Tuesday, August 14, 2007

This works in Gotham Adventures, but would've fallen flat in Gotham Central. Weird.
If this plot hit the regular DCU, figure at least a four-figure bodycount.
In Batman: The Animated Series, there were several episodes that were adaptations of stories from the comics, like "The Laughing Fish" or "Cape and Cowl Conspiracy." The comic version that followed was set in the Animated continuity, but to the best of my knowledge was all original tales, no adaptations or kiddie-friendly watered-down versions. (There were numerous elements taken from the comics, of course; but the DC Animated books always seemed to avoid the remake-of-a-cartoon feel the Marvel cartoon adaptations had.) Which is why for a number of years, it was the best Batman title on the racks.

But I mention all this because I picked up the trade for Batman: Gotham Adventures at a yard sale last weekend, and the first story struck me as one that works great in the Animated Continuity, yet I can't imagine setting it in the standard DC Universe: "With a Price on His Head!" Written by Ty Templeton, pencilled by Rick Burchett, inked by Terry Beatty. We, and the camera crews, join the Batman crew's roundup of the Joker, already in progress. As Batman and the Joker punch it out in front of a Times Square-style giant television, a press conference from pharmaceutical tycoon G. Douglas Reid runs. During his current crime spree, the Joker had killed Reid's son, for splashing mud on his new khaki shorts. Reid had planned a reward for his capture, but instead offers a fifty-million dollar reward, to whoever kills the Joker.

I really, really thought there was no way this would end without the Joker shot in the face. Or maybe that's hoped. That kid with the fists is either insanely optimistic, or superbad. No telling. This mob should be at Arkham Asylum every time the Joker's captured, since the odds of getting killed/maimed/stuffed full of Joker Fish by Mister J. is probably like 1 in 5 in Gotham. I've wanted the Joker dead, written out of the comics since the Killing Joke, since A Death in the Family, since No Man's Land: all perfectly good points for the last Joker story, but he keeps coming back.
Hell, with good enough lawyers, he might not even have to pay out the money. Read the fine print!
Not trusting Gotham's populace, or police, to not kill the Joker, Batman has little choice but to...handcuff him to a rail in the Batcave. Because the Animated Batman is too nice to punch the Joker in the kidneys and leave him stuffed in the trunk of the Batmobile, that's why. In a clever touch, Robin (the younger Tim Drake) stops Alfred from coming down to the cave, to remove the chance of the Joker seeing and possibly recognizing him. As the Bat-signal is lit, Batgirl is left to watch the Joker, while Batman and Robin are sent on a Riddler case, and Nightwing patrols solo.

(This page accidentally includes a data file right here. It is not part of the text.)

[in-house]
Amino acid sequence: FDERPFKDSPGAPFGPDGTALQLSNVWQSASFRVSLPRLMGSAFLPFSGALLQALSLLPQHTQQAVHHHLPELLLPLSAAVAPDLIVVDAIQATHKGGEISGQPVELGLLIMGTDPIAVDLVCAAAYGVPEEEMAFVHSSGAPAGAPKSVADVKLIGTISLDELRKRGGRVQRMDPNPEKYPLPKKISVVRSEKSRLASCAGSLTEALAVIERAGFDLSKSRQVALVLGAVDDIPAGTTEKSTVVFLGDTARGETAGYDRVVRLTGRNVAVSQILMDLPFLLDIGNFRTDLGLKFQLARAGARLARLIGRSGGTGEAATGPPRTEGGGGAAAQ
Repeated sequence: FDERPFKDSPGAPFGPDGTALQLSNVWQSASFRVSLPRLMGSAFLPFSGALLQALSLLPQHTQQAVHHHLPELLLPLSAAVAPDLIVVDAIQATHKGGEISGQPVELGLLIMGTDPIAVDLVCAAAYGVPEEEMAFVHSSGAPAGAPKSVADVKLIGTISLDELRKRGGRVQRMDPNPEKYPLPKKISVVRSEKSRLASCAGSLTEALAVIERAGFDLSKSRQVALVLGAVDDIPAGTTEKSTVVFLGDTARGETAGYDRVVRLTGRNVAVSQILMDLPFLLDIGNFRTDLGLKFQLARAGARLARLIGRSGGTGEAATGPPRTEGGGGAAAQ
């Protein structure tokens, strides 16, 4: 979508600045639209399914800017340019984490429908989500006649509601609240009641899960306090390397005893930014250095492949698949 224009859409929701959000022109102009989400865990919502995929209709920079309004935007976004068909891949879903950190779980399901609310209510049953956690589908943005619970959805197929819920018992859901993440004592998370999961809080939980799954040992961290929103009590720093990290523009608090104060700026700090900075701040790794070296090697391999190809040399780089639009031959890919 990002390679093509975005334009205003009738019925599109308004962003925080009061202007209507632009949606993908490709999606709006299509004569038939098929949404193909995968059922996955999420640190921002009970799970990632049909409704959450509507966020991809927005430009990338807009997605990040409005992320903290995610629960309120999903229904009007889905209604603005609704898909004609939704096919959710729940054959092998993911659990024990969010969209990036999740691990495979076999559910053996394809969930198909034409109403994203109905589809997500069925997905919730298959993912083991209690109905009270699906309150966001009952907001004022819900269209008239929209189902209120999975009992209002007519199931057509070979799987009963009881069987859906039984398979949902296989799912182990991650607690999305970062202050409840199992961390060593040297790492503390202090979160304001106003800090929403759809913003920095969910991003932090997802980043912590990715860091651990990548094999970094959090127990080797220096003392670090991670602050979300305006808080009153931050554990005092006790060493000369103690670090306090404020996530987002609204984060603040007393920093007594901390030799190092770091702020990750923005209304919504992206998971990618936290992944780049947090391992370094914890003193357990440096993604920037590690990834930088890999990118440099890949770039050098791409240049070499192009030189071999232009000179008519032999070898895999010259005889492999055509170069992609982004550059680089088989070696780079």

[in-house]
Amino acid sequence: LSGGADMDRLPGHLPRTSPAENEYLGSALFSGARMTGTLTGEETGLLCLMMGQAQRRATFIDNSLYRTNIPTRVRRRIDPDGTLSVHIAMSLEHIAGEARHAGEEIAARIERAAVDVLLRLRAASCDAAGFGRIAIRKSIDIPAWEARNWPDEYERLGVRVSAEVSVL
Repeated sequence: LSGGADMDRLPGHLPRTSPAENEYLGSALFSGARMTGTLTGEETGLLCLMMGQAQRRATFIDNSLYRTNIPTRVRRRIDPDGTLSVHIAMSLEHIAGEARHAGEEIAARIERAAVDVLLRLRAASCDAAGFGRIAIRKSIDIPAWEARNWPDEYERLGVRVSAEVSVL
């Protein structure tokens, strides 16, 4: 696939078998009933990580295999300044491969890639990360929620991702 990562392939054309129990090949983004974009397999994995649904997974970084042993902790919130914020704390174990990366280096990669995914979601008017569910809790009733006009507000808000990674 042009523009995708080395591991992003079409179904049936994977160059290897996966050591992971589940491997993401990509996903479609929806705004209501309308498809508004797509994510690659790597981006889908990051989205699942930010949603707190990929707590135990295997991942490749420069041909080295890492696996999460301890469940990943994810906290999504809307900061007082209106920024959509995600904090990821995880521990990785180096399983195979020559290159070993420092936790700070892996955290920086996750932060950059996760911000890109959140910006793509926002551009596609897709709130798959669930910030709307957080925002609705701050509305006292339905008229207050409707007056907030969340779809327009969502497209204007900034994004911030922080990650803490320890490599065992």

From here there's a few plates spinning: the Riddler tries to extort Batman and Robin into giving up the Joker, revenge for an earlier attempt on his life. A bounty hunter tries to turn in the Joker, and is in turn attacked by other bounty hunters, who discover it's really Clayface trying to make a quick buck, and Nightwing has to take him out. And the Joker, unsurprisingly, escapes; by stealing from Who Framed Roger Rabbit:
Even for someone who launched bodies out of coffins at a funeral, that's low.
Luckily, Alfred is there to bash the Joker's skull with a serving tray and duct tape him up, putting him yet another point over Jarvis in the butler standings.

Later, after mocking Batman for solving a riddle with a computer, and feeling ignored, the Joker tells Batman why he's never killed him: he's been letting him win. 'Yeah, and every time you beat me up? I was FAKING!' 'That's a lie! I hate you!' Looking at it again, it seems like the reverse of Batman's taunt from Mad Love, where he tells "Puddin'" that Harley came closer to killing him than the Joker ever did. It doesn't hold a lot of weight as an insult, since the Joker usually shoots himself in the foot before getting to the finish line, but it does have to sting at least a little.

In the end, Batman kidnaps Reid and brings him to the Batcave, leaving the Joker's fate in his hands:If you want something done right, Mr. Reid... Since the Animated continuity is ostensibly for kids, Mr. Reid makes the 'right' decision to let the Joker live, and puts the money into a charity fund in his late son's name. I just can't see that happening in the regular books. Templeton has a great plot going here, but I still wonder how another Batman writer like Ed Brubaker or Alan Grant would've done it for a book like Detective Comics, even if DC wouldn't let them kill the golden goose either.

Out of the six issues in this trade, I had bought two of them individually: one because it had a fun cover, and the other because it had one of DC's B-list characters that I love. But, later for that one.

1 comment:

SallyP said...

In the midst of all the gloom and doom and death, it is nice to have a little bit of fun for a change.